Wed. Jun 19th, 2024

Immigration to and living on Mars have often been themes in science fiction. Before these dreams can become reality, humanity faces significant challenges, such as the scarcity of vital resources like oxygen needed for long-term survival on the Red Planet. Yet, recent discoveries of water activity on Mars have sparked new hope for overcoming these obstacles.

Scientists are now exploring the possibility of decomposing water to produce oxygen through electrochemical water oxidation driven by solar power with the help of oxygen evolution reaction (OER) catalysts. The challenge is to find a way to synthesize these catalysts in situ using materials on Mars, instead of transporting them from the Earth, which is of high cost.

Advancements in AI and Martian Chemistry

To tackle this problem, a team led by Prof. Luo Yi, Prof. Jiang Jun, and Prof. Shang Weiwei from the University of Science and Technology of China (USTC) of the Chinese Academy of Sciences (CAS), recently made it possible to synthesize and optimize OER catalysts automatically from Martian meteorites with their robotic artificial intelligence (AI)-chemist.

Their research, in collaboration with Deep Space Exploration Laboratory, was recently published in the journal Nature Synthesis.

“The AI chemist innovatively synthesizes OER catalyst using Martian material based on interdisciplinary cooperation,” said Prof. Luo Yi, leading scientist of the team.

In each experimental cycle, the AI chemist first analyzes the elemental composition of the Martian ores using the laser-induced breakdown spectroscopy (LIBS) as its eyes. Then, it carries out a series of pretreatments on the ores, including weighing in the solid-dispensing workstation, preparing feedstock solutions in the liquid-dispensing workstation, separation from liquid in the centrifugation workstation, and solidification in the dryer workstation.

The resulting metal hydroxides are treated with Nafion adhesive to prepare the working electrode for OER testing at the electrochemical workstation. The testing data are sent to the computational ‘brain’ of the AI chemist in real-time for machine learning (ML) processing.

The AI chemist’s ‘brain’ employs quantum chemistry and molecular dynamics simulations for 30,000 of high-entropy hydroxides with different elemental ratios and calculates their OER catalytic activities via density functional theory. The simulation data are used to train a neural network model for rapidly predicting the catalysts’ activities with different elemental compositions.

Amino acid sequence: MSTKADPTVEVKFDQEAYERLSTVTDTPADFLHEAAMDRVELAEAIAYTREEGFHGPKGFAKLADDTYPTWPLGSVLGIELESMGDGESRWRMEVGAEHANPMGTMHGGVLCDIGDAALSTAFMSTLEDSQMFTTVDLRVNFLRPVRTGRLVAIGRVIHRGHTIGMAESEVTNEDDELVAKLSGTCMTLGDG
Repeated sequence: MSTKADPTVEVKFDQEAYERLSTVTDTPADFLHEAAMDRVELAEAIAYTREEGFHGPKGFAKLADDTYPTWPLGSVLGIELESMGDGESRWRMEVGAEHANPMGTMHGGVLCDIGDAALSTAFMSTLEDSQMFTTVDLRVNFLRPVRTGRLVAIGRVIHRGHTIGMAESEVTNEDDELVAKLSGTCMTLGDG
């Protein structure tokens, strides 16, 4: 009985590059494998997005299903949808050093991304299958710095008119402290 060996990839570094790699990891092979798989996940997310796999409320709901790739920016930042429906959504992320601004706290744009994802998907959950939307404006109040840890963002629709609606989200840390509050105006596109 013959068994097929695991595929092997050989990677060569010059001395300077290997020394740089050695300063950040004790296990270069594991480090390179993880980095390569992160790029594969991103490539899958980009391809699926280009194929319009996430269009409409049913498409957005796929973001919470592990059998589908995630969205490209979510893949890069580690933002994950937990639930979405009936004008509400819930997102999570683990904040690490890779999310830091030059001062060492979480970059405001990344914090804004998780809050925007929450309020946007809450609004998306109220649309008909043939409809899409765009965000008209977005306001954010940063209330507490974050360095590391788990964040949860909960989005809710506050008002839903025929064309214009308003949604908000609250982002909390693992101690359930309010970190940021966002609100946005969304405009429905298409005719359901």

Finally, through Bayesian optimization, the ‘brain’ predicts the combination of available Martian ores needed for synthesizing the optimal OER catalyst.

Achieving a Breakthrough in Oxygen Production

So far, the AI chemist has created an excellent catalyst using five types of Martian meteorites under unmanned conditions. This catalyst can operate steadily for over 550,000 seconds at a current density of 10 mA cm-2 and an overpotential of 445.1 mV. A further test at -37 °C, the temperature on Mars, confirmed that the catalyst can steadily produce oxygen without any apparent degradation.

Within two months, the AI chemist has completed the complex optimization of catalysts that would take 2000 years for a human chemist.

The team is working to turn the AI chemist into a general experiment platform for various chemical syntheses without human intervention. The reviewer of the paper highly remarked: “This type of research is of wide interest and is under rapid development in organic/inorganic material synthesis and discovery.”

“In the future, humans can establish an oxygen factory on Mars with the assistance of an AI chemist,” said Jiang. Only 15 hours of solar irradiation is needed to produce sufficient oxygen concentration required for human survival. “This breakthrough technology brings us one step closer to achieving our dream of living on Mars,” he said.

Sources:
Published 13 November 2023, Nature Synthesis; “Automated synthesis of oxygen-producing catalysts from Martian meteorites by a robotic AI chemist”
DOI: 10.1038/s44160-023-00424-1

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